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Ready For Rio: The Newcomers

By Doug Williams | Aug. 13, 2014, 12:01 a.m. (ET)

"Ready For Rio" is a five-part feature series celebrating Team USA's top athletes and storylines in commemoration of the two-year countdown to the Rio 2016 Olympic Games. The fourth part in the series covers the newcomers, those athletes looking to be part of their sport's historic reemergence on the Olympic program.

Zack Test hadn’t ever thought about competing in the Olympic Games.

The former University of Oregon wide receiver took up rugby in high school because it was great for offseason conditioning. Plus, it was a blast.

When he made USA Rugby’s Eagles Sevens team in 2008, he was excited to represent his country in international play, help raise the sport to a new level here and, he hoped, win some world cup tournaments and eventually a world championship.

“I thought rugby would take me, maybe not to the Olympics, but to some other countries around the world to play,” he said.

But when the International Olympic Committee voted in 2009 to add rugby sevens and golf to the Olympic program beginning in 2016 at Rio de Janeiro, the sport suddenly took on a whole new significance for Test, who ranks No. 1 in U.S. sevens history with 44 international tournaments played and 98 tries, yet is only 24.

“It’s ‘The Games,’ you know,” he said. “Everyone can say, ‘Oh, this is world cup, this is the world championships.’ But the Olympic Games is The Games. … People write history books about Olympic athletes.”

Test is just one of many men and women rugby players and golfers who suddenly were given a path to the Olympic Games where none existed before.

The U.S. men’s and women’s rugby teams aren’t guaranteed a ticket to Rio. They still must qualify over the next year and a half. And the lineup of American golfers — likely to be four men and four women — won’t be determined until July of 2016.

But with two years to go before rugby and golf make their returns to the Olympic Games (15-a-side rugby was played in 1900, 1908, 1920 and 1924, and golf in 1900 and 1904), what are the U.S. prospects in those sports? And who are some of the athletes in line to participate?

Men’s Rugby Sevens

Test certainly should be at the heart of the U.S. effort to qualify and play in Rio.

His combination of size (6-foot-4, 195 pounds), speed and football moves makes him a dangerous player in the open field, which is key in the smaller seven-a-side game. And he has plenty of experience. He began playing as a freshman in high school in Woodside, California, and played for the U.S. Under-20 team before joining the senior national team in 2008.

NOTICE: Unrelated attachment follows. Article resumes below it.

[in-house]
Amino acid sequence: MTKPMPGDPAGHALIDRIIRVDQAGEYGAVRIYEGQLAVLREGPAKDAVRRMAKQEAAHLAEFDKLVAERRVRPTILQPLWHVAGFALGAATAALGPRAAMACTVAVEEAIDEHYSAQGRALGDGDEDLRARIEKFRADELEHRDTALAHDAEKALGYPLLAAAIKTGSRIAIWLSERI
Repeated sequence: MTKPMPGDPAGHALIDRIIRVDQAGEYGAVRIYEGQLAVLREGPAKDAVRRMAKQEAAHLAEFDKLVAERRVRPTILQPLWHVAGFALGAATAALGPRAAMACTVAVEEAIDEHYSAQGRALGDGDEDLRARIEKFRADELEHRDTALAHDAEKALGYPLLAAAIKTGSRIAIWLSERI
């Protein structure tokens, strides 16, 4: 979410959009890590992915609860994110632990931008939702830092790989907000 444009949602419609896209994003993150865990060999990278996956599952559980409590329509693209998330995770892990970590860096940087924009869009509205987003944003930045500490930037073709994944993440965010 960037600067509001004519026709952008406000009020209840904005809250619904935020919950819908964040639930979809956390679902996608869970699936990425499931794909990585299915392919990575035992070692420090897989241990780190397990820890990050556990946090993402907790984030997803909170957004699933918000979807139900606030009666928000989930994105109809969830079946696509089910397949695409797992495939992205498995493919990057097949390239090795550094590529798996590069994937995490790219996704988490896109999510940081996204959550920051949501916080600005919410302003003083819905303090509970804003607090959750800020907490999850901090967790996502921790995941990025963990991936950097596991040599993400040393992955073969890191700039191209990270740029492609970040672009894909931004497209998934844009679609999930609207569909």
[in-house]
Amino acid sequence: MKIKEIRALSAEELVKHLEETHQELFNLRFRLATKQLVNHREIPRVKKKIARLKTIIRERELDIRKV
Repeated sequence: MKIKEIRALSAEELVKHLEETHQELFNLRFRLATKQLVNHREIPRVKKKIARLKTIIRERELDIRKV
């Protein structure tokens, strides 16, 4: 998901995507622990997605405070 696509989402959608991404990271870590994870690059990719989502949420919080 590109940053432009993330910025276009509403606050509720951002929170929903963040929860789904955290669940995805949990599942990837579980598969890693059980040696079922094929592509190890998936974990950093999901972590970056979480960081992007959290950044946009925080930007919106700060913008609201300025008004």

In 2011, he helped the United States win the bronze medal at the Pan American Games and was named Rugby Magazine’s Sevens Player of the Year for 2013. In the 2013-14 season Test led the U.S. team in tries (23) as the Americans finished 13th in the HSBC Sevens World Series standings.

“I can make people miss one-on-one or two-on-one,” he said. “I have very good feet under me and I know how to finish.”

Earlier this year, British broadcaster Nigel Starmer-Smith singled out Test as one of the top sevens players in the world and “a rare rugby jewel in America’s crown.”

“The best player in the U.S. squad by quite some distance is this man, Zack Test,” Starmer-Smith wrote for IRBsevens.com. He went on to write that Test “has fantastic game awareness, a rugby brain and will run and run.”

Test, however, would prefer to talk about his teammates and what he believes is a program on the rise under new coach Mike Friday and assistant Chris Brown. Now at the U.S. Olympic Training Center in Chula Vista, California, with his team to prepare for the upcoming season, Test believes the United States can qualify for Rio de Janeiro.

“I’m very confident,” Test said. “I’ve seen this team place second in a tournament and place last in a tournament, and I know we have the potential to place second or first every tournament. We just have to all do it together and realize that final dream. I couldn’t have more confidence in what we’re about to do.”

To qualify for the Games, the United States must finish in the top four of the 2014-15 IRB Sevens World Series. But if the Americans fall short, they can also qualify by winning the 2015 IRB North America and the Caribbean (NACRA) Regional championship or a following final 16-team Olympic qualification tournament.

Among other U.S. players to watch heading toward the 2016 Games:

Nick Edwards: The veteran has twice led the team in season tries, with 20 in 2012-13 and 17 in 2009-10. The 27-year-old winger, originally from Australia, has served as team captain and been on the national team since 2009. Edwards is a strong two-way player, evasive and fast with the ball and tough defensively. “He’s going to make you pay for coming his way,” said Test.